Clyde Snow

Update From District Court Commissioners Regarding Division of COVID-19 Stimulus Check

by | Apr 22, 2020

Below is a recent communication from the Second District court commissioners regarding the division of COVID-19 stimulus checks. While the communication is from the Second District, district court commissioners generally take similar positions.


As parties have begun receiving money pursuant to the federal stimulus package, questions are coming in regarding the court’s position on whether these funds should be divided and, if so, how. The court must be cognizant at all times of offering advisory opinions on issues that are not before the court, which would be expressly prohibited by the Code of Judicial Conduct. However, in our ongoing effort to assist parties and practitioners, the following information is provided. Thanks must be given at this point to Commissioner Morgan, who did extensive research on the issue and was able to rely on his background as a former employee of the IRS.

Put simply, in the majority of cases the federal stimulus money is not free money. It is a credit against taxes that might be owed in 2020; it’s simply being given early in an effort to stimulate the economy. This is pursuant to the new section 6428 of the tax code, which specifically says, “there shall be allowed as a credit against tax imposed . . . for the first taxable year beginning in 2020 . . . .” As of now, the IRS hasn’t promulgated rules regarding 2020 taxes and how this payment would be taken into account.

We also must consider the fact that the tax credit’s payment will be based on either a party’s 2018 or 2019 tax filing, depending on whether the party in question has filed their 2019 taxes. Both the tax code and Utah’s statutes contain various provisions regarding eligibility to claim children for tax purposes. This means that the tax credit will be paid depending on the vagaries of the parties’ individual orders, being current in support obligations, and other statutory provisions.

The bottom line is that the determination of who got the money in the first place, as determined by the IRS, is based on multiple complex factors. Given that the money is merely a credit towards a party’s future tax obligation, we would be reluctant to reallocate the funds in some different manner. People who merely view the funds as “free money” may feel this is unfair, particularly if a non-custodial parent receives the $500 per child because 2019 was their turn to claim the child(ren). If anyone claimed the child(ren) who didn’t have the right to may be addressed during the normal enforcement proceedings. Otherwise, the money received is that party’s own money, just paid now rather than via lessening of their 2020 tax obligation.

We wish all of you our best and hope that this is helpful.

Commissioner Catherine S. Conklin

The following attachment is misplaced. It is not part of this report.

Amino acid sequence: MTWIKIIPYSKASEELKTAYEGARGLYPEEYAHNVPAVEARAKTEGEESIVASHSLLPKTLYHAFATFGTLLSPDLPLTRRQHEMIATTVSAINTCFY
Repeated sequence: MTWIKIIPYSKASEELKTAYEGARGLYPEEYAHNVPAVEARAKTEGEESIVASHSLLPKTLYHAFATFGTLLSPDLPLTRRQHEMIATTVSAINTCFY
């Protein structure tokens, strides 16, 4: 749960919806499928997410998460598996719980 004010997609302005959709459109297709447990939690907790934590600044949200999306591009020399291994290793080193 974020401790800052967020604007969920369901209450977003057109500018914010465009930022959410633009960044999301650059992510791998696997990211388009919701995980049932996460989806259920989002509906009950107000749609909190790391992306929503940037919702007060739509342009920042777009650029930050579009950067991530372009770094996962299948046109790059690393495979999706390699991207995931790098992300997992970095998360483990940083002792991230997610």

Commissioner Christina L. Wilson
Commissioner T.R. Morgan

Sign up for our latest updates.

Recent Posts

Ripple Effect Rewind! – Silver-Buckshot

This week we are revisiting an earlier episode that is still highly relevant to today's water discussion. We are looking back on episode 43: Silver-Buckshot.Jesse Clark of Stream Landscape Architecture and Planning talks us through his many projects and the...

Ripple Effect Rewind! – River City

This week we are revisiting an earlier episode that is still highly relevant to today's water discussion. We are looking back on episode 21: River City.Soren Simonsen, Executive Director of the Jordan River Commission, discusses the importance of vibrant urban...

Ripple Effect 161: Maven’s Notebook

Chris Austin, publisher of Maven’s Notebook, walks us through her EXCELLENT website covering all things California water news. Maven’s Notebook is brimming with timely and comprehensive information on a number of hot topics. Chris discusses collaboration as both the...

Ripple Effect 160: Great Salt Lake Issues Forum

Lynn de Freitas, Executive Director of Friends of Great Salt Lake, joins us to discuss their 2024 Great Salt Lake Issues Forum – "Great Salt Lake: To Preserve and Protect in Perpetuity, How are We Doing?" A great conversation about how to gauge progress on the Lake...

Ripple Effect 159: Solar Panels Over Canals

Jon Parry, Assistant Manager for Weber Basin Water Conservancy District, joins us to discuss the many benefits of their solar panel demonstration project over the Layton Canal. This project is so cool on so many levels and has some serious potential for scalability...

Ripple Effect 158: HDH Desalination Technology

Christopher Link, Founder, joins us to discuss his HDH Desalination Technology and his HALO Team’s participation in Elon Musk’s X-Prize Competition. Do not miss this conversation! So many interesting and innovative ideas occurring about how to incentivize useful water...

Related Posts